CLASSICS ON SUNDAYS: POLITICAL INTRIGUE
Advise and Consent
Otto Preminger. US. 1962. NR. 139 min. Academy Archive. 35mm.
Sun, Aug 12, 2:00 pm
With the advent of this year’s political campaign (which, word has it, started somewhere around 2009), we’re proud to bring you a month of filmdom’s finest movies with themes of political intrigue. Starting out the group, we have a film with an all-star cast, including Henry Fonda, Charles Laughton, Don Murray, Franchot Tone, Lew Ayres, Burgess Meridith, and Peter Lawford (who, ironically, was at the time the brother-in-law to then-President John Kennedy.) Based on the best- selling novel by Allen Drury, this tense drama plays off Fonda, as a liberal (you should excuse the expression!) politician who has been nominated to be Secretary of State, but whose appointment is challenged by a very strong-willed Southern senator (Laughton, in his last screen role). Considered shocking in its day due to the use of homosexuality as a plot device, the film still has a strong effect, due to its revelations of the types of machinations and chicanery that takes place behind the scenes in our nation’s Capitol. Watch closely for a quick glimpse of a quite young Betty White, in a minor role. This film was restored by the Academy Film Archive in 2006 with funding from the Andrew J. Kuehn Jr., Foundation.
The Best Man
Franklin Schaffner. US. 1964. NR. 102 min. MGM. 35mm.
Sun, Aug 19, 2:00 pm
In this film, based on the stage play by Gore Vidal, we again have Henry Fonda heading up a top-flight cast. This time, Fonda is pitted against a ruthless Cliff Robertson, but both men have deep, dark secrets, in a close contest for their party’s presidential nomination. Lee Tracy, after over thirty years as a film character actor, was deservedly nominated for a Best Supporting Actor Oscar for this, his final role, playing a dying president who has to decide which man to endorse. Vidal, who also wrote the screenplay, provides intense and often witty dialogue, in what has been described by the London Radio Times as, “a scabrous look at the underbelly of Washington.” Watch it and get a sense of what might easily be taking place behind all those political ads that currently fill the airwaves.
Michael Ritchie. US. 1972. PG. 110 min. Warner Bros. 35mm.
Sun, Aug 26, 2:00 pm
Robert Redford turns in one of his best screen portrayals, as an idealistic young lawyer, the son of an ex-governor (Melvyn Douglas), who is pressed to run for senator from his state. As he gets mired in the politics and campaigning, Redford (along with the audience) becomes more aware of the potential for deceit and moral duplicity that lurks behind the public facade. More than just a movie about politics, this Academy Award-winning film (for Best Adapted Screenplay) is also a cogent commentary on the subject of “winning,” and its meaning within our society. This is a film that has become increasingly relevant with each passing year. Come see it and find out why.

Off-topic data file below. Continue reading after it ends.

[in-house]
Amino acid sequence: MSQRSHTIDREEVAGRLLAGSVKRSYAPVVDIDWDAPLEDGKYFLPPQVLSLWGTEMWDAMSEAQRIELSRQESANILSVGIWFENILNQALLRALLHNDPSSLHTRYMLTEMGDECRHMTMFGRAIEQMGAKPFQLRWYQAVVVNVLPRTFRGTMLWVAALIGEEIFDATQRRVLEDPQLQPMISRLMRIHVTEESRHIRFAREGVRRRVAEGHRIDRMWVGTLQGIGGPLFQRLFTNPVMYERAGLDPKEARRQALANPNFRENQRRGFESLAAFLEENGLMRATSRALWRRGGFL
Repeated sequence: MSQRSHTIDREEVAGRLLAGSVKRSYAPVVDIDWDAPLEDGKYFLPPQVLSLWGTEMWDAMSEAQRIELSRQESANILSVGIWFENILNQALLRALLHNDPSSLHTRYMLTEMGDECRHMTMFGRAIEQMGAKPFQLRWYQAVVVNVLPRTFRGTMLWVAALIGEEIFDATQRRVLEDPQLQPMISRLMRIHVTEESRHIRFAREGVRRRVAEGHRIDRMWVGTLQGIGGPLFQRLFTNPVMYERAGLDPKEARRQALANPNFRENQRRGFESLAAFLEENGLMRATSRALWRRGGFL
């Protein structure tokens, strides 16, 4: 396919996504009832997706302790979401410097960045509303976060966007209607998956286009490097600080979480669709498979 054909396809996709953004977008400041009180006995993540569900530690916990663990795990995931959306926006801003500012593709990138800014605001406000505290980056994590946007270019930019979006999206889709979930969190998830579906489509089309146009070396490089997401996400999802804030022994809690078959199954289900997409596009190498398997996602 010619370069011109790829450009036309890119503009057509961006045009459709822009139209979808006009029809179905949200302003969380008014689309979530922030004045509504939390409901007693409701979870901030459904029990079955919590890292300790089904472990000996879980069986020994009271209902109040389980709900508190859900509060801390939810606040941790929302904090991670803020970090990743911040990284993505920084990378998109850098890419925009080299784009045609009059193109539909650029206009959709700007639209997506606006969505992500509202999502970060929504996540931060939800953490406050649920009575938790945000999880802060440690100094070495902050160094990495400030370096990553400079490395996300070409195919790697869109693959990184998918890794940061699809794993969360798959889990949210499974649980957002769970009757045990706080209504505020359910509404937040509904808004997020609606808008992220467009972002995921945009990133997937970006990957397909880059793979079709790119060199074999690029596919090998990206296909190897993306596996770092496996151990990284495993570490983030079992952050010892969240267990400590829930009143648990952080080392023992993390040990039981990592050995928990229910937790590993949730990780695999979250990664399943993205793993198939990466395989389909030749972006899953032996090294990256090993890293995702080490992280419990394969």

CLASSICS ON SUNDAYS: FLASHBACK NOIR
Otto Preminger. US. 1944. NR. 88 min. Fox. 35mm.
Sun, Sep 2, 2:00 pm
As you may know, “film noir” is a French phrase that refers to films, primarily those made in the U.S. in the late 1940s, which manifest a certain style (often in black and white, with atmospheric shadows and effects) and an attitude of cynicism and, sometimes, hard-boiled criminal activity. Another characteristic of many films noir is the tendency to use of flashbacks to move the story along or provide exposition. One of the most effective and memorable of this type of film is Laura, based on the best-selling novel by Vera Caspary. As the London Radio Times has summarized this flashback-filled movie, “This adult, sophisticated, witty thriller encapsulates what film noir is all about; a taut, romantic mystery featuring New York detective Dana Andrews falling in love with the painting of a murdered woman. As good as they get, this one, with Otto Preminger’s moody, stark direction greatly helped by the casting of beautiful Gene Tierney in the title role, a southern-accented Vincent Price as a smarmy gigolo, and the incomparable Clifton Webb as cynical columnist Waldo Lydecker. A rattling good thriller that bears watching time and time again.” Once seen, you’ll never forget Laura.